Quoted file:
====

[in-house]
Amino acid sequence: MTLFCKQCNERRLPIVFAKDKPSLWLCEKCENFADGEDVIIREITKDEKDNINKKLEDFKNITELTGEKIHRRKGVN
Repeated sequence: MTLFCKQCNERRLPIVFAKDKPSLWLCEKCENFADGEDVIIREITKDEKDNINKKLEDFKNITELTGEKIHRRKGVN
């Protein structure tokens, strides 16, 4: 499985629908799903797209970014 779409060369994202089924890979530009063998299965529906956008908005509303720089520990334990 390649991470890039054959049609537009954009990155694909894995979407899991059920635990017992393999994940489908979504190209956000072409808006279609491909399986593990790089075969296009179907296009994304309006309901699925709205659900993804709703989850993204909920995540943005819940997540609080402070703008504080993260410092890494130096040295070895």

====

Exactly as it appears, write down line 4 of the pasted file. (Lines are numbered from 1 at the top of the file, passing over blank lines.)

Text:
């Protein structure tokens, strides 16, 4: 499985629908799903797209970014 779409060369994202089924890979530009063998299965529906956008908005509303720089520990334990 390649991470890039054959049609537009954009990155694909894995979407899991059920635990017992393999994940489908979504190209956000072409808006279609491909399986593990790089075969296009179907296009994304309006309901699925709205659900993804709703989850993204909920995540943005819940997540609080402070703008504080993260410092890494130096040295070895």